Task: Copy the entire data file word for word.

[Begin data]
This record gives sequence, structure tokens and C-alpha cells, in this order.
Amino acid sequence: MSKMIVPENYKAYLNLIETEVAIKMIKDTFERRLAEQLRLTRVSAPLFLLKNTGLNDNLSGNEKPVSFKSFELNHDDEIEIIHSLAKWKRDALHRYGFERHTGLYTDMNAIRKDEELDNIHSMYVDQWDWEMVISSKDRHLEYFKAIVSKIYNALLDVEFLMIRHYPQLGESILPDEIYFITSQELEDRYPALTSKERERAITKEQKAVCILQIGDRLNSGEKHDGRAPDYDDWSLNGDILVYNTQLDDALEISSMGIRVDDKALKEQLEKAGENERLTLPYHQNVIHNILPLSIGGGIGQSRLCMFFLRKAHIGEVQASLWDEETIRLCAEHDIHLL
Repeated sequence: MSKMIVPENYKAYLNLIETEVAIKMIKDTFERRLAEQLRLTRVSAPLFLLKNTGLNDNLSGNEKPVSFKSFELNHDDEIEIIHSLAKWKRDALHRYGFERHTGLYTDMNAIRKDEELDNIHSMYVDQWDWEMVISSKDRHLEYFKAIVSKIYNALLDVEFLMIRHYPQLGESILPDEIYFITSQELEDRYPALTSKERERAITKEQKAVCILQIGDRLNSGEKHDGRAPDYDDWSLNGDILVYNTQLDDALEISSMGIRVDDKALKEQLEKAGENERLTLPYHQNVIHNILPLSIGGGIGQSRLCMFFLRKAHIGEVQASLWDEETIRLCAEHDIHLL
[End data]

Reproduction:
This record gives sequence, structure tokens and C-alpha cells, in this order.
Amino acid sequence: MSKMIVPENYKAYLNLIETEVAIKMIKDTFERRLAEQLRLTRVSAPLFLLKNTGLNDNLSGNEKPVSFKSFELNHDDEIEIIHSLAKWKRDALHRYGFERHTGLYTDMNAIRKDEELDNIHSMYVDQWDWEMVISSKDRHLEYFKAIVSKIYNALLDVEFLMIRHYPQLGESILPDEIYFITSQELEDRYPALTSKERERAITKEQKAVCILQIGDRLNSGEKHDGRAPDYDDWSLNGDILVYNTQLDDALEISSMGIRVDDKALKEQLEKAGENERLTLPYHQNVIHNILPLSIGGGIGQSRLCMFFLRKAHIGEVQASLWDEETIRLCAEHDIHLL
Repeated sequence: MSKMIVPENYKAYLNLIETEVAIKMIKDTFERRLAEQLRLTRVSAPLFLLKNTGLNDNLSGNEKPVSFKSFELNHDDEIEIIHSLAKWKRDALHRYGFERHTGLYTDMNAIRKDEELDNIHSMYVDQWDWEMVISSKDRHLEYFKAIVSKIYNALLDVEFLMIRHYPQLGESILPDEIYFITSQELEDRYPALTSKERERAITKEQKAVCILQIGDRLNSGEKHDGRAPDYDDWSLNGDILVYNTQLDDALEISSMGIRVDDKALKEQLEKAGENERLTLPYHQNVIHNILPLSIGGGIGQSRLCMFFLRKAHIGEVQASLWDEETIRLCAEHDIHLL